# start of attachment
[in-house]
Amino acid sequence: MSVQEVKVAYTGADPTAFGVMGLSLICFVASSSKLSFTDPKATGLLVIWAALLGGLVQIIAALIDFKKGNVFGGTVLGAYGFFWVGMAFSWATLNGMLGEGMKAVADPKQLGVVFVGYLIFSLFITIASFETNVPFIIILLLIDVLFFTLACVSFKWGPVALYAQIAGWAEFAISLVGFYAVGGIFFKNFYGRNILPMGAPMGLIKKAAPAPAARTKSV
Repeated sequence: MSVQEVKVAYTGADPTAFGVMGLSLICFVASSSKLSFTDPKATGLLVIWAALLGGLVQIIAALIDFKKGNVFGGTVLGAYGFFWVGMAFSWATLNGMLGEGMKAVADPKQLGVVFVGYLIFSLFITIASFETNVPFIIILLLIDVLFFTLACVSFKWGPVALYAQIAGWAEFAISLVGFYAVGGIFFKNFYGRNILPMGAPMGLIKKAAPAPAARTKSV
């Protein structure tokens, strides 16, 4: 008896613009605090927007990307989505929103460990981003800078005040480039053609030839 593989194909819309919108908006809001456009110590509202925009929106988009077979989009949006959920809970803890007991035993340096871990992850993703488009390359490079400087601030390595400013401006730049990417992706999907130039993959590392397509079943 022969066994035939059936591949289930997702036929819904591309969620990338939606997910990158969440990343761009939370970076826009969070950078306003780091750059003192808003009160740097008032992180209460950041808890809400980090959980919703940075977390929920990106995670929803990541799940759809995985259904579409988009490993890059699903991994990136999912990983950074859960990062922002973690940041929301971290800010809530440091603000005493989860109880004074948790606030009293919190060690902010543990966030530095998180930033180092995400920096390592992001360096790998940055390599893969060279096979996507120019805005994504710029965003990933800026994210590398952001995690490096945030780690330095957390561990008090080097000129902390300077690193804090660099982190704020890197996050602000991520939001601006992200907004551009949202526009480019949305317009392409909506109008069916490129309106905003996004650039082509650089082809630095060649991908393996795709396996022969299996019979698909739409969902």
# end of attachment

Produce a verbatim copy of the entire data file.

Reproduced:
[in-house]
Amino acid sequence: MSVQEVKVAYTGADPTAFGVMGLSLICFVASSSKLSFTDPKATGLLVIWAALLGGLVQIIAALIDFKKGNVFGGTVLGAYGFFWVGMAFSWATLNGMLGEGMKAVADPKQLGVVFVGYLIFSLFITIASFETNVPFIIILLLIDVLFFTLACVSFKWGPVALYAQIAGWAEFAISLVGFYAVGGIFFKNFYGRNILPMGAPMGLIKKAAPAPAARTKSV
Repeated sequence: MSVQEVKVAYTGADPTAFGVMGLSLICFVASSSKLSFTDPKATGLLVIWAALLGGLVQIIAALIDFKKGNVFGGTVLGAYGFFWVGMAFSWATLNGMLGEGMKAVADPKQLGVVFVGYLIFSLFITIASFETNVPFIIILLLIDVLFFTLACVSFKWGPVALYAQIAGWAEFAISLVGFYAVGGIFFKNFYGRNILPMGAPMGLIKKAAPAPAARTKSV
């Protein structure tokens, strides 16, 4: 008896613009605090927007990307989505929103460990981003800078005040480039053609030839 593989194909819309919108908006809001456009110590509202925009929106988009077979989009949006959920809970803890007991035993340096871990992850993703488009390359490079400087601030390595400013401006730049990417992706999907130039993959590392397509079943 022969066994035939059936591949289930997702036929819904591309969620990338939606997910990158969440990343761009939370970076826009969070950078306003780091750059003192808003009160740097008032992180209460950041808890809400980090959980919703940075977390929920990106995670929803990541799940759809995985259904579409988009490993890059699903991994990136999912990983950074859960990062922002973690940041929301971290800010809530440091603000005493989860109880004074948790606030009293919190060690902010543990966030530095998180930033180092995400920096390592992001360096790998940055390599893969060279096979996507120019805005994504710029965003990933800026994210590398952001995690490096945030780690330095957390561990008090080097000129902390300077690193804090660099982190704020890197996050602000991520939001601006992200907004551009949202526009480019949305317009392409909506109008069916490129309106905003996004650039082509650089082809630095060649991908393996795709396996022969299996019979698909739409969902």